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5TH FLEET REGION

Fifth Fleet Logo
The 5th Fleet of the United States Navy is responsible for naval forces in the Persian Gulf, Red Sea, Arabian Sea and coast off East Africa as far south as Kenya. It shares a commander and headquarters with U.S. Naval Forces Central Command (NAVCENT). The commander of the 5th Fleet is currently (2010) Vice Admiral John W. Miller.  5th Fleet/NAVCENT is a component command of, and reports to CENTCOM.

  • Joint Task Force command in a natural disaster or joint military operation,
  • Operational command of all naval forces in the region, and
  • Defense of the Korean Peninsula.

History

The 5th Fleet was initially established April 26, 1944 from Central Pacific Force, commanded by Admiral Raymond Spruance and disbanded after the war. The ships of the Fifth Fleet also formed the basis of the Third Fleet, which was the designation of the "Big Blue Fleet" when under the command of Admiral William Halsey. Spruance and Halsey would alternate command of the Click to View Larger 5th Fleet AOR fleet for major operations, allowing the other admiral and his staff time to prepare for the subsequent one. A secondary benefit was confusing the Japanese into thinking that they were actually two separate fleets as the fleet designation flipped back and forth.

During the first Gulf War, U.S. naval operations in the region were directed by the Commander, Seventh Fleet, given the temporary task of managing the force during the period. However no numbered fleet existed permanently within the CENTCOM area of responsibility. By July 1995, a new numbered fleet was deemed necessary. After a 48-year hiatus, the U.S. 5th Fleet was reactivated and it now directs operations in the Persian Gulf, Red Sea, and Arabian Sea. Its headquarters are at NSA Bahrain located in Manama, Bahrain.

For the early years of its existence, its forces normally consisted of an Aircraft Carrier Battle Group (CVBG), an Amphibious Ready Group (ARG), surface combatants, submarines, maritime patrol and reconnaissance aircraft, and logistics ships. However, with the War on Terrorism, the naval strategy of the U.S. has changed. The regular deployments of the Cold War are now a thing of the past. Consequently, the policy of always maintaining a certain number of ships in various parts of the world is also over. However, its usual configuration now includes a Carrier Strike Group, Amphibious Ready Group or Expeditionary Strike Group, and other ships and aircraft with almost 15,000 people serving afloat and 1,000 support personnel ashore.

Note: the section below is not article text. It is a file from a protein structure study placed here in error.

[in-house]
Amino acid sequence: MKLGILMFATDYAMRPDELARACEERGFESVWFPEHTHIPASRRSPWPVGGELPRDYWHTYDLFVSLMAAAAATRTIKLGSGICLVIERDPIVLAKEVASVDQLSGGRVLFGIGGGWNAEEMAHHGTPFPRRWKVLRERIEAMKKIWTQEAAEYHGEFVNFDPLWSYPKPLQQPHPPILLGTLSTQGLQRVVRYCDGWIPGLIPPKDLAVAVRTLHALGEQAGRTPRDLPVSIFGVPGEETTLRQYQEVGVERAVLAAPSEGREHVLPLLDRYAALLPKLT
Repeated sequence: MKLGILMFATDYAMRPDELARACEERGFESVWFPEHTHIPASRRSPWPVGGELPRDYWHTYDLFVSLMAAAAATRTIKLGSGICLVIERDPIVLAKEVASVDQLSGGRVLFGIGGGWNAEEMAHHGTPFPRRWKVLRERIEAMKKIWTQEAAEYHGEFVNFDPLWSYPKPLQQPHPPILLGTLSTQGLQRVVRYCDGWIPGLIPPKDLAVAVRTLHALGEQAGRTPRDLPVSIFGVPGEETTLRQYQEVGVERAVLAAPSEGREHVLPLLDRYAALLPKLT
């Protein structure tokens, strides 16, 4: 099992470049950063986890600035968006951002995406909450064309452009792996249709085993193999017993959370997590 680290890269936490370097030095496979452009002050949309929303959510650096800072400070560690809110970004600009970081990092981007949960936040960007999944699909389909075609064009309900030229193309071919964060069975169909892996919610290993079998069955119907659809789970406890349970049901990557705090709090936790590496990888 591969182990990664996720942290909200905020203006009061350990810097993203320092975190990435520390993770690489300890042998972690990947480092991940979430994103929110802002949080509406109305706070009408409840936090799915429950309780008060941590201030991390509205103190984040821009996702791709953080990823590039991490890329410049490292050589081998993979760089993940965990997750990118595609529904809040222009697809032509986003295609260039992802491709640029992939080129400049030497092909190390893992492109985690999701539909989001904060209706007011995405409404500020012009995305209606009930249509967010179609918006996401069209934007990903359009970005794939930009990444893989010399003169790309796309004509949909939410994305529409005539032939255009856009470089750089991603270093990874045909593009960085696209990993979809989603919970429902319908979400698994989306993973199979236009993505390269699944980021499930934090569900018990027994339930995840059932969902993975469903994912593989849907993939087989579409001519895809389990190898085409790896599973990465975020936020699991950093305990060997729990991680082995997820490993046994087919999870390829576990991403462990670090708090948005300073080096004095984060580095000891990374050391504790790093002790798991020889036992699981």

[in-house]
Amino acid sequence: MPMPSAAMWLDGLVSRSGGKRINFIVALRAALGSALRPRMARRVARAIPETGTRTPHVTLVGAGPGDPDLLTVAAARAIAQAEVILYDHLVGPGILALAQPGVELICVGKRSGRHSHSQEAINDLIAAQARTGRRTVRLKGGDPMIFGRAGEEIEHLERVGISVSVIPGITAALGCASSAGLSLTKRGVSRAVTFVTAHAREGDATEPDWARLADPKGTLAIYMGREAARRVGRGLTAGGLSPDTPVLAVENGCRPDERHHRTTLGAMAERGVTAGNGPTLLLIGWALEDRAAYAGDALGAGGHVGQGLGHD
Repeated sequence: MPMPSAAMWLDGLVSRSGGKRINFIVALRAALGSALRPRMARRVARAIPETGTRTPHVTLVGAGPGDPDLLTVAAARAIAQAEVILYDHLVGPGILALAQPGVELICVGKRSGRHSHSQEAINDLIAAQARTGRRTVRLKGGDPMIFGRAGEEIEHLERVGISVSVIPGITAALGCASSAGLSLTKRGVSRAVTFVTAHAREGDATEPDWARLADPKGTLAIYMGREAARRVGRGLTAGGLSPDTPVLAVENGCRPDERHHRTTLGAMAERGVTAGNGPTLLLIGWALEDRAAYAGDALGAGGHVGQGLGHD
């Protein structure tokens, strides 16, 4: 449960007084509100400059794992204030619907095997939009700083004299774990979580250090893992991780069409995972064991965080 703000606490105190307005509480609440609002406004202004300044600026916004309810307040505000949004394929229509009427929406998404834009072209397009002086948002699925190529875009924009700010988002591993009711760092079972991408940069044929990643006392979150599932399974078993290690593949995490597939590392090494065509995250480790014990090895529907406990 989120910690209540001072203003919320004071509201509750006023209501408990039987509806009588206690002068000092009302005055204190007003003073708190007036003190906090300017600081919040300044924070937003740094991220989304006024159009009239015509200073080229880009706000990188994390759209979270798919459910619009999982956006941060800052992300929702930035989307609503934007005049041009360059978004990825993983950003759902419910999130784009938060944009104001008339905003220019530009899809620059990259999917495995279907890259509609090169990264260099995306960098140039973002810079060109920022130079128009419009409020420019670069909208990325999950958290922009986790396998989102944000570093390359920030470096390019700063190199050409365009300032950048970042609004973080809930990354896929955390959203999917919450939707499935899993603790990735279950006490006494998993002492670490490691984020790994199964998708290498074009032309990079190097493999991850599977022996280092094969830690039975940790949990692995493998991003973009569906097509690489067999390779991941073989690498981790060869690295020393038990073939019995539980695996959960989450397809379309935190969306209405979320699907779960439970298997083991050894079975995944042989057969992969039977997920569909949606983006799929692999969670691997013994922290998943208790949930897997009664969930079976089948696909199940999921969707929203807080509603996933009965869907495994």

The forces of the 5th Fleet peaked in early 2003, when five USN aircraft carriers, six USMC LHAs and LHDs, their escorting and supply vessels, and over 30 Royal Navy vessels were under its command. In the aftermath of the fall of Baghdad in April 2003, the very large force of ships was quickly drawn down. Until and unless further very serious tensions occur in the area, forces are likely to remain at a lower level than has been the case in recent years.Click to View Larger Middle East

Together with Naval Forces Central Command, Fifth Fleet oversees three naval surveillance task forces monitoring maritime activity: Combined Task Force 158 in the North Persian Gulf, Combined Task Force 150 around the Horn of Africa, and TF 152 possibly in the Gulf of Oman (GOO) and Arabian Sea.


Fleet Organization
  • Task Force 50, Battle Force (~1 x Forward Deployed Carrier Strike Group)
     
  • Task Force 51, Amphibious Force (~1 x Expeditionary Strike Group)
     
  • Task Force 53, Logistics Force
     
  • Task Force 54, (dual-hatted as Task Force 74) Submarine Force
     
  • Task Force 55, Operation Iraqi Freedom: Constellation Carrier Strike Force; June 2003: mine clearing force, including elements from the U.S. Navy Marine Mammal Program
     
  • Task Force 56, SeaBee or ashore security force.
     
  • Task Force 57, (dual-hatted as Task Force 72) Patrol and Reconnaissance Force (P-3 and EP-3 Maritime Patrol and Reconnaissance Aircraft)
     
  • Task Force 58, Maritime Surveillance Force (Northern Persian Gulf)
     
  • Task Force 59, Expeditionary Force/Contingency Force (when required, eg. July-August 2006 Lebanon evacuation operation, in conjunction with Joint Task Force Lebanon) In February 2007 it was conducting Maritime Security Operations and as of Nov. 2, 2007, it was running a crisis management exercise.